Just a few days ago Apple announced that it will soon deploy a new strategy to prevent the spread of child pornography by implementing a scanning mechanism in iCloud Photos accounts. It will use information provided by the US National Center for Missing and Exploited Children, which will provide cryptographic hashes of known images so that Apple can search for matches and alert authorities.

The system designed by Apple incorporates a number of safeguards to prevent abuse. For example, it does not generate any information from images that do not match the hashes in question and alerts are sent manually to authorities rather than using automated systems. However, privacy and cybersecurity experts warn that this technology has significant risks, particularly in terms of abuse by governments.

The Electronic Frontier Foundation (EFF) has been one of the quickest to respond. According to the NGO dedicated to protecting freedom of expression on the internet, “iMessage and iCloud filtering is not a slippery slope that opens back doors” to the suppression of opinions, but a “fully integrated system that is just waiting” for someone to exploit it for other purposes.

The EFF’s fear is that the hashing system, which now only detects pornographic images based on matches (a hash is a unique alphanumeric value generated by a file; technically Apple does not “look” at the contents of photos per se) could be used to search for other “harmful” content. Since the technology is already there, a sufficiently determined government would have little trouble asking (or requiring) Apple to perform other kinds of searches.

WhatsApp leader Will Cathcart also expressed concern shortly after the news broke, claiming that this is a “surveillance system created and operated by Apple that could very easily be used to scan private content”. According to Cathcart (who has his own interests, as should be obvious), WhatsApp’s system, which relies on user reports, “does not break encryption” and is an acceptable alternative, unlike the one proposed by Apple.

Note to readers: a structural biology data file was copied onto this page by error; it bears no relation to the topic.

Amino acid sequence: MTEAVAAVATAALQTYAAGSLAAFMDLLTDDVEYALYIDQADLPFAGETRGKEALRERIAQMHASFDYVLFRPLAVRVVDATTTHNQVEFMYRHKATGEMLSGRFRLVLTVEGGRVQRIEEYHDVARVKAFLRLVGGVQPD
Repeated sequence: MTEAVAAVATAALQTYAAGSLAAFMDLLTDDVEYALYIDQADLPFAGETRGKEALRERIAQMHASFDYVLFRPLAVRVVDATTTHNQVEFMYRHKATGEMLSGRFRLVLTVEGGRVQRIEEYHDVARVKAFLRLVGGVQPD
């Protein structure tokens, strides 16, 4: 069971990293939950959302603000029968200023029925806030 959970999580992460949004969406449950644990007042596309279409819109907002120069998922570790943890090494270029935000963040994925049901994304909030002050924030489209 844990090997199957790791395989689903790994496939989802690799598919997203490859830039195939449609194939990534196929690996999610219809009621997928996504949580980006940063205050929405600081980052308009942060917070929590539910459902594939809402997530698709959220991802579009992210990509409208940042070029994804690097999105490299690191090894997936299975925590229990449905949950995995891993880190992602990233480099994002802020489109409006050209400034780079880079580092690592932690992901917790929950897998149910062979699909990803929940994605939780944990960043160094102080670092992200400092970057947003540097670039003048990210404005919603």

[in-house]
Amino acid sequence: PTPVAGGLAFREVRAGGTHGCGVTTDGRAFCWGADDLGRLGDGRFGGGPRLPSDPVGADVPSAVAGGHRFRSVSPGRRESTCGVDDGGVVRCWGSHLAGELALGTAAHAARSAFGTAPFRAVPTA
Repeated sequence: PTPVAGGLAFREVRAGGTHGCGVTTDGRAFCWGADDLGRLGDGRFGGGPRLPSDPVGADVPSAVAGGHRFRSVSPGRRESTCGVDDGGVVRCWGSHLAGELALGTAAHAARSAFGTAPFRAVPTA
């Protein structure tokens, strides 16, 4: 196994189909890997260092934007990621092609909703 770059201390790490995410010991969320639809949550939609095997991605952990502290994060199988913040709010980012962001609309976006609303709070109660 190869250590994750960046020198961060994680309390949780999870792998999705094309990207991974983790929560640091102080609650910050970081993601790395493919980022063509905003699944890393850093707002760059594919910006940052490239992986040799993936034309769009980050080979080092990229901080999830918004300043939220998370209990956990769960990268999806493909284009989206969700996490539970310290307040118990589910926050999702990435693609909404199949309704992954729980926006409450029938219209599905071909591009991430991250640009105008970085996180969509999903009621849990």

More recently, Tim Sweeney has stated without mentioning Apple that “we should abandon the temptation to improvise dictates on users’ lives through the odd mix of populism, PR and profit-seeking”. Epic’s CEO believes that the answer to today’s problems should not be for “corporations to reign over the entire Internet”, and that the old principles of communications protection, created “back when government was the most powerful force in people’s lives” should serve as a guide today.

That said, it is important to note that the system described above applies to files hosted on iCloud. In the case of images sent via Messages, Apple uses an entirely different approach, and one that is confined to families, without actually alerting the authorities. Instead of hashes, the technology used by Apple detects “sexually explicit images” (presumably through AI), blurring them to prevent direct viewing and alerting the child sending or receiving the file. It is also possible to alert parents of children aged 12 or younger to be aware that they may be engaging in inappropriate and/or dangerous conversations.

It should be noted that the process of scanning for child pornography using hashes is not entirely new. Gmail and Facebook use similar systems, and not long ago the European Parliament approved the use of such tools, although in the latter case they are voluntary and their use must be governed by the rulings of each country’s data protection authorities.

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